Disruptive technologies turning smart cities into reality

Smart cities have the power to fundamentally reinvent the ways in which we interact as individuals and how businesses operate, writes Paolo Gagliardi, CEO of Trriple, a digital payments platform.

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Disruptive technologies turning smart cities into reality Payments have become a commodity; consumers expect a seamless, frictionless experience, Gagliardi said.
By  Paolo Gagliardi Published  August 9, 2018

A ‘smart city’ can be defined as the connected experience created by different technologies that come together in a city’s infrastructure to improve the quality of citizens’ and residents’ way of life. A smart city is one that utilises smart information and communication technologies to meet the demands of its smart users.

Significant economic and technological changes have generated great interest in smart cities throughout the world. Countries such as the United Arab Emirates have witnessed a massive digital disruption, introducing numerous national initiatives aimed at advancing the country and facilitating the much needed digital growth to succeed in this digital era. One example of the country’s disruptive initiatives is the Smart Dubai strategy, a collaboration between the public and private sector to “empower, deliver and promote an efficient, seamless, safe and impactful city experience for residents and visitors”.

There are numerous emerging technologies that are causing vast disruptions across industries, calling into focus the need for a strong economic infrastructure designed for productivity and profitability. For instance, the financial industry is one of the sectors seeing significant transition and disruption. Payments are a socio-economic transaction model that underpins all economic activity.  Technologies have reinvented consumer experiences; they have made it more convenient and efficient to carry out payments.

Payments have become a commodity; consumers expect a seamless, frictionless experience. The vision has long been of an inclusive, digitally-enabled, cashless society- where traditional currency is eliminated and replaced by digital transactions, allowing for a more secure and efficient experience. Payment technologies such as digital wallets, contactless payments, and mobile payments have transformed the way smart users transact. Consumers are increasingly turning to trusted technology to carry out day-to-day transactions. With this transition in end-use preference, the UAE has set itself an aspirational goal of becoming cashless by 2020. The good news is that solutions such as Trriple, and a host of others, are here to empower this journey. 

Blockchain technology has, in recent times, caused further disruption in the industry, as its decentralised and secure nature has caught the attention of many. Its information trails are open to the public and completed transactions are irreversible, and all without human intervention. Positioning itself at the forefront of this technology as well, the UAE earlier this year announced the Emirates Blockchain Strategy 2021, predicted to save 398 million printed documents and 77 million work hours annually. It is fair to say that blockchain technology is causing a revolution in the financial industry now, and it will remain an important part of a financial institutions operational infrastructure.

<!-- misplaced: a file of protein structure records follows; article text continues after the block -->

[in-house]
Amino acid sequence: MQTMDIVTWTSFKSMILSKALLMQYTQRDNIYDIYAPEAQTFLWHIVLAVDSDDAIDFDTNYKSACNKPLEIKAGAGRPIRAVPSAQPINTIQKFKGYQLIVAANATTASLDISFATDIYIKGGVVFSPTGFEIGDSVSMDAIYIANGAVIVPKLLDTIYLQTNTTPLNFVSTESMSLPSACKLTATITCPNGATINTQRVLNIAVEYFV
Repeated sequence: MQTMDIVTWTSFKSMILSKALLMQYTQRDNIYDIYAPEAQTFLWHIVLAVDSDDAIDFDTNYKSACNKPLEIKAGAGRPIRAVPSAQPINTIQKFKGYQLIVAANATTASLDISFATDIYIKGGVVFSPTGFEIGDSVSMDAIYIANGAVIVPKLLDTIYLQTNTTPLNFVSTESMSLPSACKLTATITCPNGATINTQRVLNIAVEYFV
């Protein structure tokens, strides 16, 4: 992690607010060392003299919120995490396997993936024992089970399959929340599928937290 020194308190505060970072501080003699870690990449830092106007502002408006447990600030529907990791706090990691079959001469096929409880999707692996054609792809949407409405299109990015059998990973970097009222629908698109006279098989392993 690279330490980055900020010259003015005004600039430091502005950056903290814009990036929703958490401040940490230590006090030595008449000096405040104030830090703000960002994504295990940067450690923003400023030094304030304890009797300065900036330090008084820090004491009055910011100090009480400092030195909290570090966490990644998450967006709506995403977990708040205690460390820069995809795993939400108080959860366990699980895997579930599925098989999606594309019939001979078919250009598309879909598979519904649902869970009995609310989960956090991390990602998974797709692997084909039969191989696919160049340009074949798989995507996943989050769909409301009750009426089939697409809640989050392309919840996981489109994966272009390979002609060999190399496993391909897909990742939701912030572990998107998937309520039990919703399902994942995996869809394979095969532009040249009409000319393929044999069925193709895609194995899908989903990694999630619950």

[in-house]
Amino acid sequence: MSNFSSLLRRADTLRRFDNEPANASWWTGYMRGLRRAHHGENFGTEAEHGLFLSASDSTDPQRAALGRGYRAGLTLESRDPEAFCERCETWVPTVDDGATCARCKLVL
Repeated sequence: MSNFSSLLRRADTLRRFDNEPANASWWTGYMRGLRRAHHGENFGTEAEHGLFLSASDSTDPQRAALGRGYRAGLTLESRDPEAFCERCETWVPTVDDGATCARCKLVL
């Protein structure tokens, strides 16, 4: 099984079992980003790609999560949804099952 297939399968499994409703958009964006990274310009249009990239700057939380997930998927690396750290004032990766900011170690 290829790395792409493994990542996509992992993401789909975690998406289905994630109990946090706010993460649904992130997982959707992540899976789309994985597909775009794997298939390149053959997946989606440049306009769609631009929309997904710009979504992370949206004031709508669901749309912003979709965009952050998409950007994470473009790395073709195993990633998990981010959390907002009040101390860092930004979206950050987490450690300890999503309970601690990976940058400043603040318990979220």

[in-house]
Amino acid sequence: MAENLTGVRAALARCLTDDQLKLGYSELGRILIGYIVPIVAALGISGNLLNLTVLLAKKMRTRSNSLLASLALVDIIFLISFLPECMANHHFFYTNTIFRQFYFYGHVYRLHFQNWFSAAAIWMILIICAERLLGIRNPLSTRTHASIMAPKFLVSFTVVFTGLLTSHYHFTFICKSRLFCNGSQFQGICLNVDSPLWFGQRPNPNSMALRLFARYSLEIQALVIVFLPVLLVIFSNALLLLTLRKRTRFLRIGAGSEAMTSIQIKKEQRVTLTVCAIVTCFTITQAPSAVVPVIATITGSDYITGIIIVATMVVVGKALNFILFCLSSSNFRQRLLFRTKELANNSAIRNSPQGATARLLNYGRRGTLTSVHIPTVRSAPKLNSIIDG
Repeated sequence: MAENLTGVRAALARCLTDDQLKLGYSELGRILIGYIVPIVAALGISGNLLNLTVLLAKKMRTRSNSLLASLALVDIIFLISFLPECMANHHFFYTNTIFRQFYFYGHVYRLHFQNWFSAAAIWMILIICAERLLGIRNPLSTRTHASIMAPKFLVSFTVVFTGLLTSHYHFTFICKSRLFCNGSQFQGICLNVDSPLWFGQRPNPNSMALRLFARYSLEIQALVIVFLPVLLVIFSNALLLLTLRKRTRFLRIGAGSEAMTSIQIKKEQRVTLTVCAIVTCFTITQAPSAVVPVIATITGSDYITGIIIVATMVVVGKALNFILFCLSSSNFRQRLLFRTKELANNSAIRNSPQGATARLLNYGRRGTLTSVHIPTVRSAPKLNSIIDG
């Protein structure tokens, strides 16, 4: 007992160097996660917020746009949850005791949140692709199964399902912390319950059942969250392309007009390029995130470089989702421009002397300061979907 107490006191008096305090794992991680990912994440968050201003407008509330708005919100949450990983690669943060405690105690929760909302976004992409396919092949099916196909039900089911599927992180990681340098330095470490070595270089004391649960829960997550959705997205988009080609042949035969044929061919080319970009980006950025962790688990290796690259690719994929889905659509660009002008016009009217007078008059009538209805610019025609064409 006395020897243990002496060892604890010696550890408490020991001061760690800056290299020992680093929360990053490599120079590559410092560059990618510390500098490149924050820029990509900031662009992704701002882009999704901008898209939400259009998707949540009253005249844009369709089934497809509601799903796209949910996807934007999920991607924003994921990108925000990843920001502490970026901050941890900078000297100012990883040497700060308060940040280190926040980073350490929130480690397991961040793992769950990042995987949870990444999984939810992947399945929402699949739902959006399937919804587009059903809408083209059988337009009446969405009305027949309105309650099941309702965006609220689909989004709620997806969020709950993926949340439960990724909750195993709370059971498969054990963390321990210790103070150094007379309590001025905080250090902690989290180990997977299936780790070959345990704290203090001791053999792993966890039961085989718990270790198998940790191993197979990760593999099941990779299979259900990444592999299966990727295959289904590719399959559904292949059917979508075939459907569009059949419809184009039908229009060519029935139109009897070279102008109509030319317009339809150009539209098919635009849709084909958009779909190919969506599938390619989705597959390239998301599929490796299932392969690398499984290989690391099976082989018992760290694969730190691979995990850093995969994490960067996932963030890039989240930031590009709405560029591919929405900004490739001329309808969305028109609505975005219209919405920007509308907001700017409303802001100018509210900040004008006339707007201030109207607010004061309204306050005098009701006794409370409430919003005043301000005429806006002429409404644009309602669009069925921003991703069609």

Success of any emerging technology is determined by end-user adoption and demand. In today’s fast-paced business environment, artificial intelligence can make all the difference when dealing with large amounts of data and uncovering actionable insights. AI can help organisations understand their target audiences, their patterns, and preferences. Financial institutions are reaping the benefits of AI by implementing solutions for machine learning, chatbots, cognitive computing and so much more.

On a larger scale too, the economic benefits of AI has surpassed expectations, and governments all around the world are racing to reap the benefits of this technology. Once again, the UAE has taken the lead by announcing the UAE Artificial Intelligence Strategy, aimed at enhancing the governments performance and efficiency, and creating new economic opportunities. According to PwC, Artificial intelligence will contribute $320 billion to the Middle East economy by 2030, equivalent to 11 per cent of GDP.

The digital evolution of a city is no longer a vision, but very much a direction that we will see gaining popularity over the near-term, developing urban environments for a tech-savvy generation and the ways in which they transact with each other and with their financial service providers. It is true that this will cause some strain initially on legacy financial infrastructures to significantly transform their digital efforts and make them future ready, but the sector already understands that this is not optional.

Fundamental reorganisation of the market calls for broader collaboration beyond individual organisations alone. It is critical that both the private and public sectors join forces and innovate. The objective here should be not to innovate from a technology-first perspective, but to ensure that it is ‘user-first’ – with focus on usability, accessibility, inclusivity – ensuring that the smart users are equipped with smart applications and solutions that transform their experience and efficiency in a smart city.

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